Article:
CITIZENS BANK PARK

One Citizens Bank Way
Philadelphia, Pennsylvania 19148

Broke ground June 28, 2002
Opened April 3, 2004

Owner Philadelphia Phillies
Operator Philadelphia Phillies
Comcast-Spectacor Global Spectrum Division

Surface Kentucky Blue Grass
Scoreboard Left Field LED display Video Board, 39 feet 5 inches (12.01 m) x 69 feet 7 inches (21.21 m), 2,759 square feet (260 m2)
Daktronics left field scoreboard message board, baseline message boards, LED displays and out-of-town scoreboards

Construction cost $458 million

Capacity 43,647 (2007–present)
43,308 (2006)
43,500 (2004–05)

Field dimensions Left field foul pole
329 feet (100 m)[2]
Left field power alley
374 feet (114 m)[2]
The "Angle" (left of CF to LCF)
409 feet (125 m) - 381 feet (116 m) - 387 feet (118 m)[2]
Center field, straightaway
401 feet (122 m)[2]
Right field power alley
369 feet (112 m)[2]
Right field foul pole
330 feet (101 m)[2]
Tenants
Philadelphia Phillies (MLB) (2004–present)

2008 World Champion

Philadelphia Baseball Wall of Fame

Behind center field is Ashburn Alley, named after Phillies Hall of Fame center fielder Richie Ashburn, who played for the team from 1948 to 1959 and was a Phillies broadcaster from 1963 until his death in 1997. It is seen by Phillies fans as a compromise between the Phillies and their fans, many of whom wanted Citizens Bank Park named in honor of Ashburn.

Harry The K's Bar and Grille — Named for late Phillies broadcaster Harry Kalas, the bi-level bar and grill is built into the base of the scoreboard, and serves finger foods and sandwiches, including "The Schmitter".

 

 

The Phillies originally wanted a downtown ballpark similar to Baltimore, Denver, Cincinnati, Cleveland, Detroit and San Francisco. Various locations were proposed, initially at Broad and Spring Garden streets, Spring Garden and Delaware Avenue and next to 30th Street Station, where the main post office is located. The team and the city announced that the site would be at 13th and Vine streets, just north of Interstate 676, within walking distance of the Center City downtown district. There was considerable support for a downtown ball park from business and labor and the city at large, but residents of the city's Chinatown section protested. The City and team eventually settled on building at the South Philadelphia Sports Complex, on the site of an old food warehouse much like Lincoln Financial Field. In the years that followed, residents, fans and owner Bill Giles expressed regret that the new ball park was not located in Center City. Regardless of location, the team set records in 2009 for attendance (3,600,649 fans) and sellouts (73, including 42 straight at the end of the season).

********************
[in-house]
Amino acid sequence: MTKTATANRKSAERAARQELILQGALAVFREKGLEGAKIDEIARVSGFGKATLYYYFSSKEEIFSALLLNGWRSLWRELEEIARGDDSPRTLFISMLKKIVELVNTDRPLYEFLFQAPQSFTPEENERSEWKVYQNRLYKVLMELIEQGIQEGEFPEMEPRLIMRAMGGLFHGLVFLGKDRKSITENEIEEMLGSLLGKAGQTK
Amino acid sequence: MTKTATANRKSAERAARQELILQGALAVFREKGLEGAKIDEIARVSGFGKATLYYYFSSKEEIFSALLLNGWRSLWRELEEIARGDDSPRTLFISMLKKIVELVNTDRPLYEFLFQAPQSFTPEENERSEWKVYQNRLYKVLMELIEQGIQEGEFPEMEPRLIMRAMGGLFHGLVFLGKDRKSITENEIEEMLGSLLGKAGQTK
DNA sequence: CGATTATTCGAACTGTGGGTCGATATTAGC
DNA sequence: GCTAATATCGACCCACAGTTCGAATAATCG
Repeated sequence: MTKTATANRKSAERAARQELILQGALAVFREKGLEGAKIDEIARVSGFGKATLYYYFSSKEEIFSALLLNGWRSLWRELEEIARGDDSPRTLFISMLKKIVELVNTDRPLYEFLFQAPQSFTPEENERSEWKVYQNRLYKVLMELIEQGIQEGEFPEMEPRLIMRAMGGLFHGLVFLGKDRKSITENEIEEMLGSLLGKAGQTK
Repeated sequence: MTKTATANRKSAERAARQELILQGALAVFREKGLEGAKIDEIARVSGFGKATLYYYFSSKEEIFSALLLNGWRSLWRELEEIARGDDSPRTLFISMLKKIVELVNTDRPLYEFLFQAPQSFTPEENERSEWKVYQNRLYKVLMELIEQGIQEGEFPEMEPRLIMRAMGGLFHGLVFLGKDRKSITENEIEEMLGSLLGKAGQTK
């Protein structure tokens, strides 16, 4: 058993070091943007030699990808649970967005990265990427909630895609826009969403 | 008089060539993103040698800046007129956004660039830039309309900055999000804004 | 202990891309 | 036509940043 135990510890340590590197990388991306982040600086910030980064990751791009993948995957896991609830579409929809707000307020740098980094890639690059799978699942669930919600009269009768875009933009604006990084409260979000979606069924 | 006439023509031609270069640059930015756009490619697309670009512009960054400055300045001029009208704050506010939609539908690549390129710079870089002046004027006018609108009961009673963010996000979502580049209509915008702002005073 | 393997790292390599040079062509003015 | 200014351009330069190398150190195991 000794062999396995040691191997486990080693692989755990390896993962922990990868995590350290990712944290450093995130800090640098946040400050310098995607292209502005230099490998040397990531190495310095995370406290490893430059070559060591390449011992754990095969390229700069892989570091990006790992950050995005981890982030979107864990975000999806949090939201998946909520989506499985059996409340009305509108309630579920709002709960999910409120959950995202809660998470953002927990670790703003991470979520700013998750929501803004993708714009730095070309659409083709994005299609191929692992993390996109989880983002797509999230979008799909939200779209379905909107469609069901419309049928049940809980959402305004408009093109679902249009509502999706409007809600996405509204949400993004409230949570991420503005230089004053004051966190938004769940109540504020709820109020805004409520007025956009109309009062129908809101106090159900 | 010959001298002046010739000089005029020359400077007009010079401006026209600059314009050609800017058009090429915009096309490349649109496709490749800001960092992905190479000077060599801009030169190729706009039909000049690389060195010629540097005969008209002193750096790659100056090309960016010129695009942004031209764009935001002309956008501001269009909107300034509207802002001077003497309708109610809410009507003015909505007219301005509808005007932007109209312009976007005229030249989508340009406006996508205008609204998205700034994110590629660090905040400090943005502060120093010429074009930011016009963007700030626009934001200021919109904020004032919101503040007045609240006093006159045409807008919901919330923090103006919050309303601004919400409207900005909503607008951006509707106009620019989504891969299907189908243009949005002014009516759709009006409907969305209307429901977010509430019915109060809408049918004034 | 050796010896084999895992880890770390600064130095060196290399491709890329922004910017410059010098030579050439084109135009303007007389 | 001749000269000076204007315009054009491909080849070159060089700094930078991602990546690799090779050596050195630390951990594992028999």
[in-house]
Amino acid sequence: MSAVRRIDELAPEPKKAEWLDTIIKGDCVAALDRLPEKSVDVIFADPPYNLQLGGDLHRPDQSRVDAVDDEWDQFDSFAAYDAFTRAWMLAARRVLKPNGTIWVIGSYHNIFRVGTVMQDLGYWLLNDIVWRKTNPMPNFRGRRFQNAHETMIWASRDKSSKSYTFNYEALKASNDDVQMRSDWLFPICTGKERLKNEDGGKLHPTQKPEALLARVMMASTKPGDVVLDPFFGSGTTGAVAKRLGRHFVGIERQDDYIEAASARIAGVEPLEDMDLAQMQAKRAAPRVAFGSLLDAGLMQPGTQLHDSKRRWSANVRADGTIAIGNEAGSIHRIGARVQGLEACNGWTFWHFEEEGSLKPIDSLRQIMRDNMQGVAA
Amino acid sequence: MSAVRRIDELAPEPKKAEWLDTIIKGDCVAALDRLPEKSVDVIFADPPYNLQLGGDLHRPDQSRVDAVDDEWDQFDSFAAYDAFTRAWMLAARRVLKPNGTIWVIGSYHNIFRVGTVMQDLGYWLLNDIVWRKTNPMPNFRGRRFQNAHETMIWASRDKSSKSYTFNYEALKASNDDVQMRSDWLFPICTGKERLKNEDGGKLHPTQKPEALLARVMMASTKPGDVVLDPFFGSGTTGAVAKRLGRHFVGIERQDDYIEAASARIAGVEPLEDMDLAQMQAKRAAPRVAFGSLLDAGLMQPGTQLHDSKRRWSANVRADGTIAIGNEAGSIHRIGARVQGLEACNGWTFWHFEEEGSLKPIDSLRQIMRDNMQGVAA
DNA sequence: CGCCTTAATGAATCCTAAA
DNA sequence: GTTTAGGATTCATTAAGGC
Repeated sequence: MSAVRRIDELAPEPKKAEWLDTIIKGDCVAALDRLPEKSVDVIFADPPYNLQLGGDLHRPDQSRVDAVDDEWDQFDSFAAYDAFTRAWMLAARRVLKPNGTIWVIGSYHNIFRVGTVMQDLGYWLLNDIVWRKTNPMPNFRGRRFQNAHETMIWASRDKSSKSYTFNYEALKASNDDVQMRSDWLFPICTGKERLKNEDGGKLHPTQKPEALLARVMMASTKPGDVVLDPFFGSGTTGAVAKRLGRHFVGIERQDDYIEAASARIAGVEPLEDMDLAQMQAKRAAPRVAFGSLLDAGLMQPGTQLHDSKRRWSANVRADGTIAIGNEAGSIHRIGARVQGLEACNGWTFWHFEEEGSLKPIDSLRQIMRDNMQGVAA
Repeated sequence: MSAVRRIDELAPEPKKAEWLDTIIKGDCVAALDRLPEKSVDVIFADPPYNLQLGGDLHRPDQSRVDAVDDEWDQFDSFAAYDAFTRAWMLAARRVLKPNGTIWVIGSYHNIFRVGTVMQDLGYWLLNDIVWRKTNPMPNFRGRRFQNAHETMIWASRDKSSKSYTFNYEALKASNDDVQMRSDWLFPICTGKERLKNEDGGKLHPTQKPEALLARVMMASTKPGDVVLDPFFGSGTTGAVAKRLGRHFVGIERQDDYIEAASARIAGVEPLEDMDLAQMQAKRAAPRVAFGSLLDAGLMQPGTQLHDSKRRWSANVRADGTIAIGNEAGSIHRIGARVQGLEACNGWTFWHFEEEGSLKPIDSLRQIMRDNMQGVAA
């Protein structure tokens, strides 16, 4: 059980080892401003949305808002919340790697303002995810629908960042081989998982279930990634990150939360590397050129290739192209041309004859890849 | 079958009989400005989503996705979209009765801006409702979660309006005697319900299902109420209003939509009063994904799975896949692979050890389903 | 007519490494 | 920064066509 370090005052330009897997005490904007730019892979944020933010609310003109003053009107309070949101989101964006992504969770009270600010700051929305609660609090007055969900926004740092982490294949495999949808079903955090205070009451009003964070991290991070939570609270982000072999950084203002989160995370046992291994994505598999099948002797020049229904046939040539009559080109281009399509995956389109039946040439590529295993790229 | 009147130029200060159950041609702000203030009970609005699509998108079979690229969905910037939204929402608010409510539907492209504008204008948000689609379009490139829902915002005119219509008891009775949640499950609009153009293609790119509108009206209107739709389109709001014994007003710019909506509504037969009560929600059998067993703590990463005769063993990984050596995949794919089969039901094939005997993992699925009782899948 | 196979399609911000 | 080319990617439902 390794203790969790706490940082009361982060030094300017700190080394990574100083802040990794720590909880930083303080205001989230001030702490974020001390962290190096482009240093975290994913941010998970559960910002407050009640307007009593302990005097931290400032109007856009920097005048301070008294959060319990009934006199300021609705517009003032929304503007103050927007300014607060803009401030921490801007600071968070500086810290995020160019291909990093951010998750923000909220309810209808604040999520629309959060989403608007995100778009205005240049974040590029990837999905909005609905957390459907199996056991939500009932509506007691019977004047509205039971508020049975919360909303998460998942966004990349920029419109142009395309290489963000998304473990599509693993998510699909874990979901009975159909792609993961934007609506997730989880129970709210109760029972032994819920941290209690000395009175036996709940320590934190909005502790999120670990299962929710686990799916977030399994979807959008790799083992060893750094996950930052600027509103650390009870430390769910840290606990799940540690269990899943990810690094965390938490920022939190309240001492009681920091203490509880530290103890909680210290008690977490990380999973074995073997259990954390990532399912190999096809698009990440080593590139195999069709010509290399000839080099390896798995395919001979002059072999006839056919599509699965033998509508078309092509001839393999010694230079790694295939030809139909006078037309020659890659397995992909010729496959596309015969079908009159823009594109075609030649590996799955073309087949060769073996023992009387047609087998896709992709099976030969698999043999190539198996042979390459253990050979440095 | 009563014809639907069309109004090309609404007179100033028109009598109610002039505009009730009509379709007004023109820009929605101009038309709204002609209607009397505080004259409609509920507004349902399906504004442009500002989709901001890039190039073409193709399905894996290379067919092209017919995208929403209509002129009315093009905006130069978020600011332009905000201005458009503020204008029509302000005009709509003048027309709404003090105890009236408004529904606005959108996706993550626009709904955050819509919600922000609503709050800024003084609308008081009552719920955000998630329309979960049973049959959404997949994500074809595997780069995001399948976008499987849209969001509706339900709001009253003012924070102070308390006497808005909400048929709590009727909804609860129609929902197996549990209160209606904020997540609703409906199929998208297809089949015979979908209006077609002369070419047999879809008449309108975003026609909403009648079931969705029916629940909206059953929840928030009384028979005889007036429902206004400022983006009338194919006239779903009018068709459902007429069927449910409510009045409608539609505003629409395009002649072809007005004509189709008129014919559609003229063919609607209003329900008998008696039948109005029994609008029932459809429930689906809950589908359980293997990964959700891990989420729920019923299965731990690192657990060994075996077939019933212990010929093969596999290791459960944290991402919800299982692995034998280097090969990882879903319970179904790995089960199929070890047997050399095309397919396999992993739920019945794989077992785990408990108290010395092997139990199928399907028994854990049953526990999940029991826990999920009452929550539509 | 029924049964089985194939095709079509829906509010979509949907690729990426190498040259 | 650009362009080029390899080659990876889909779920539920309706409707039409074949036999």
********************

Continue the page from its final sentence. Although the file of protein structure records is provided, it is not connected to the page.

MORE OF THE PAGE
Randy Wolf of the Phillies threw the first pitch at 1:32 pm EDT on April 12, 2004 to D'Angelo Jimenez of the Reds, who got the park's first hit, a lead-off double. Bobby Abreu of the Phillies hit the first home run, which also served as the franchise's first hit in the club's new home. Reds pitcher Paul Wilson earned the first win in that game and Danny Graves earned the park's first save.


On June 14, 2004, former Phillies first baseman Jim Thome hit his 400th career home run to the left-center field seats at Citizens Bank Park.

The Phillies lost their 10,000th regular-season game in their history on July 15, 2007 to the St. Louis Cardinals, 10–2, marking the first time a professional sports franchise reached that plateau

The park hosted its first World Series game on October 25, 2008, with the Phillies defeating the Tampa Bay Rays, 5–4 in Game 3. Before the game, country music singer Tim McGraw, the son of the late Phillies closer Tug McGraw (who had recorded the last out in the Phillies' World Series victory in 1980), took a handful of his dad's ashes and spread them on the pitcher's mound just before handing the ball used in throwing out the ceremonial first pitch in the game to Steve Carlton. The elder McGraw died from a brain tumor in 2004.] Four days later, the Phillies completed a suspended Game Five, defeating the Rays, 4–3, and claiming the franchise's second World Series championship in front of a park record crowd of 45,940.